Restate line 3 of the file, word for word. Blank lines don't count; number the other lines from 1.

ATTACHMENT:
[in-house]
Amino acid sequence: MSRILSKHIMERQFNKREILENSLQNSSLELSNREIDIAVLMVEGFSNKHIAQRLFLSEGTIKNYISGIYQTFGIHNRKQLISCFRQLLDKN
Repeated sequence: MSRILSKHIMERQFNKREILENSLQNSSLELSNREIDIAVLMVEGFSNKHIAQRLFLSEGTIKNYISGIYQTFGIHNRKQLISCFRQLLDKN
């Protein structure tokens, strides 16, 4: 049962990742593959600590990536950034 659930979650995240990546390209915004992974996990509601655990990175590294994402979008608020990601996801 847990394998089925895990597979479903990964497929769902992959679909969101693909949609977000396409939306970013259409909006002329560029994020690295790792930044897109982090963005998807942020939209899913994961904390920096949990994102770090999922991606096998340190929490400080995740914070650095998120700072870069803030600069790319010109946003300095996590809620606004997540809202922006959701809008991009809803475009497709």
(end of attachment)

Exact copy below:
Repeated sequence: MSRILSKHIMERQFNKREILENSLQNSSLELSNREIDIAVLMVEGFSNKHIAQRLFLSEGTIKNYISGIYQTFGIHNRKQLISCFRQLLDKN